Much of the supposed evidence for ketamine’s efficacy lies in open-label studies and case reports, which make up the bulk of the research so far. These types of studies are not methodologically rigorous and are prone to numerous forms of bias. For instance, open-label studies often do not include a control group. If they do, the researchers and participants generally know whether they are receiving the drug or placebo. These factors increase bias. Case reports are generally reports of the treatment of one or a handful of individuals, with no comparison group and no way to tell if it was the drug or other factors that resulted in improvement.

In summary, Short and her colleagues write:

“Data on the safety of this practice, including long­term outcomes, are essential before ketamine can be used for clinical treatment of depression.”

Because of the extensive list of potential adverse effects, and the unknown potential harms of long-term use, the researchers go on to recommend “large-scale clinical trials that include multiple doses of ketamine and long-term follow up to assess the safety of long-term regular use.” As it stands, the safety of ketamine treatment for depression is unknown—and that is largely due to inadequate and biased reporting of safety issues.



Short, B., Fong, J., Galvez, V., Shelker, W., & Loo, C. K. (2017). Side-effects associated with ketamine use in depression: A systematic review. Lancet Psychiatry. S2215-0366(17)30272-9 (Abstract)

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Peter Simons
MIA-UMB News Team: Peter Simons comes from a background in the humanities where he studied English, philosophy, and art. Now working on his PhD in Counseling Psychology, his recent research has focused on conflicts of interest in the psychopharmaceutical research literature, the use of antipsychotic medications in the treatment of depression, and the general philosophical and sociopolitical implications of psychiatric taxonomy in diagnosis and treatment.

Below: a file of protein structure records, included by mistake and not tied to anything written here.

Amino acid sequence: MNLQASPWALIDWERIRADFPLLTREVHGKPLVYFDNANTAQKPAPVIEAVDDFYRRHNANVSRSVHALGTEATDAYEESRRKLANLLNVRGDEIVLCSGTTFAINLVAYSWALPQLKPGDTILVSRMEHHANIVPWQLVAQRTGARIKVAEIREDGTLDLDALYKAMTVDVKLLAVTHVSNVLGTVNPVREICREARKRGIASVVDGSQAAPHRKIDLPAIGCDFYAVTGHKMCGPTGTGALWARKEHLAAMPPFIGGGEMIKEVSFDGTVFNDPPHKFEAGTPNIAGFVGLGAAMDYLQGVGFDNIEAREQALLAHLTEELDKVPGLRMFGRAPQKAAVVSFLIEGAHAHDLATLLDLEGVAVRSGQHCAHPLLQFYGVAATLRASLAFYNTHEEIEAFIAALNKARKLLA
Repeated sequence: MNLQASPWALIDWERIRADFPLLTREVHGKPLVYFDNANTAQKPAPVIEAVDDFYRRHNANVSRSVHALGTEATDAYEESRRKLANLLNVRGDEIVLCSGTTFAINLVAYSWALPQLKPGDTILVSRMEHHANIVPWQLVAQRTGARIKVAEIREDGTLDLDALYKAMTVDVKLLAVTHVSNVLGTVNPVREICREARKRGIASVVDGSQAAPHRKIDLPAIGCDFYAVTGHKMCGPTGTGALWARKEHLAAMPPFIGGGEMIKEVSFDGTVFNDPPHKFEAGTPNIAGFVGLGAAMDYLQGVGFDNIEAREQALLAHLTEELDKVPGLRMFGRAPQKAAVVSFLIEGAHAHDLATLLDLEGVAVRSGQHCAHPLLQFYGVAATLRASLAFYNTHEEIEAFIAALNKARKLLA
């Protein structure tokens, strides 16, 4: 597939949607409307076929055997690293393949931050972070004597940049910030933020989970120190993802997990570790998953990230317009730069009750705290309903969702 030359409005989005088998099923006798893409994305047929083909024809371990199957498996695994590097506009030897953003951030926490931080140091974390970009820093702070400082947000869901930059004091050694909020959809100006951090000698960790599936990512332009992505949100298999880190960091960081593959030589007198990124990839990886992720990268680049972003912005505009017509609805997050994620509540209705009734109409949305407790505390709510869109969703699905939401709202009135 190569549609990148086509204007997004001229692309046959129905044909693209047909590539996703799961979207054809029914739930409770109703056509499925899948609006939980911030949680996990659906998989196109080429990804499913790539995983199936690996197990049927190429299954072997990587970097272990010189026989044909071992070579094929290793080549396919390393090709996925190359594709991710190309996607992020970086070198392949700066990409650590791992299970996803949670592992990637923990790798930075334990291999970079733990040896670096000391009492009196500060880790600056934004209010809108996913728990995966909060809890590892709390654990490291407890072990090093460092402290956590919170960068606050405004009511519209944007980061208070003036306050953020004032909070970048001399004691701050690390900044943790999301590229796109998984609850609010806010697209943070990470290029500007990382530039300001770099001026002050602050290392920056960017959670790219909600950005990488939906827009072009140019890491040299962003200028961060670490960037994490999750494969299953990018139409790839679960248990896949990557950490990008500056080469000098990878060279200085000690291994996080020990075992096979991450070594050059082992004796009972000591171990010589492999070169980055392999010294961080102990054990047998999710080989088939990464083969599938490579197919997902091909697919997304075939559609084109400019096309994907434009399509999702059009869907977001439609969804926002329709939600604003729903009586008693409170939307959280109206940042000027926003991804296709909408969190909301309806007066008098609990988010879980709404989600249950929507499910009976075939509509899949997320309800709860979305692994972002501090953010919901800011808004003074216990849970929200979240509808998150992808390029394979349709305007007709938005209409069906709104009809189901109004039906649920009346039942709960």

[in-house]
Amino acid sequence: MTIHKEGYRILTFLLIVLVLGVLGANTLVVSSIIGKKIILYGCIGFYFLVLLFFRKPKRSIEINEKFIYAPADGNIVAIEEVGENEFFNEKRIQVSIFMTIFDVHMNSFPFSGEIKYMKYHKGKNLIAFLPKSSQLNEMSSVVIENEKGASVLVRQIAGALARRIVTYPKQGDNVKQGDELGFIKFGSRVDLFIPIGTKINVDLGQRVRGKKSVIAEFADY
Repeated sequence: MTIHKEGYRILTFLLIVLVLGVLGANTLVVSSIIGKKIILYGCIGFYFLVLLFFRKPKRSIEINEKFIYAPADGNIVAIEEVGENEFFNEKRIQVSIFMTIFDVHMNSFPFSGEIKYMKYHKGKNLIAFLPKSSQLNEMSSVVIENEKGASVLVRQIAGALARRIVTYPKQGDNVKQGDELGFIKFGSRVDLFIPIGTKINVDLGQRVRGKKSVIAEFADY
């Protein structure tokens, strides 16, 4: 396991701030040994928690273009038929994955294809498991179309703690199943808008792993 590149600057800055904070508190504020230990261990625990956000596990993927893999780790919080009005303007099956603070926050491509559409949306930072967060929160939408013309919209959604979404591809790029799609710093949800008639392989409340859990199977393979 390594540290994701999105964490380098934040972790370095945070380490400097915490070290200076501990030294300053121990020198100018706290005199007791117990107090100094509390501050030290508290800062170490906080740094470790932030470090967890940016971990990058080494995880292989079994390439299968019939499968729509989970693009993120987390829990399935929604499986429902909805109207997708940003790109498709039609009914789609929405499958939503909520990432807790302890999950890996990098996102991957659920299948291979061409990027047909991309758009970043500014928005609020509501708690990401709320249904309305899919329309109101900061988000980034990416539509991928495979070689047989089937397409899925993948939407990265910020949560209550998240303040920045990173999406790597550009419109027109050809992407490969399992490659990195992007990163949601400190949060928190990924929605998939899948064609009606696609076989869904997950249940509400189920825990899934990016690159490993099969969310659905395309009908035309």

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  1. Ketamine is an NMDA antagonist. Data suggest that antagonism of NMDA receptors on Fast spiking GABA interneurons is the basis for psychosis. In animals, ketamine will inhibit the NMDA receptors and also cause death of the fast spiking interneurons. Thus, ketamine trades depression for psychosis.

    • Is glutamine in quantity an antidote for ketamine intoxication? I have anecdotal evidence (having used this technique on several cases of PCP-induced incoherence) that large quantities of glutamine counteract PCP intoxication, PCP having the same mechanism of action as ketamine. Doses of glutamine were 1g and up for PCP.

  2. Wow, what a surprise! Psychiatric researchers develop a new “wonder drug” but overstate its effectiveness and intentionally hide the large adverse effect profile. THAT’S never happened before…well, except for Benzedrine, Valium, Xanax, older antipsychotics, second generation antipsychotics, SSRIs…

    — Steve

  3. “According to the researchers, only 20 randomized, controlled trials of ketamine for depression exist—and of these, most were “proof-of-concept” studies that used only a single dose and did not include follow-up. Altogether, these studies included 430 participants exposed to ketamine. Especially distributed across 20 studies, this number is considered very small when attempting to draw significant, generalizable conclusions about efficacy.”

    And one offs are considered science or worst yet, an experiment? And 1 suicide out of 430 participant with mostly one dose? My next question is how many doses did the participants have to take overall? Did anyone consider this a public safety risk? Dr Littrell brings up a fantastic point and the most anticipated side effect of this drug is psychosis. I would love to see the error band on that side effect, never mind what P comes out to or worst yet, what the confidence intervals are for psychosis.

    I am really wondering what the Murphy Act has/has on this approval process. I know that a lot were concerned about the new FDA guidelines and public safety. Does anybody know what the new guidelines are?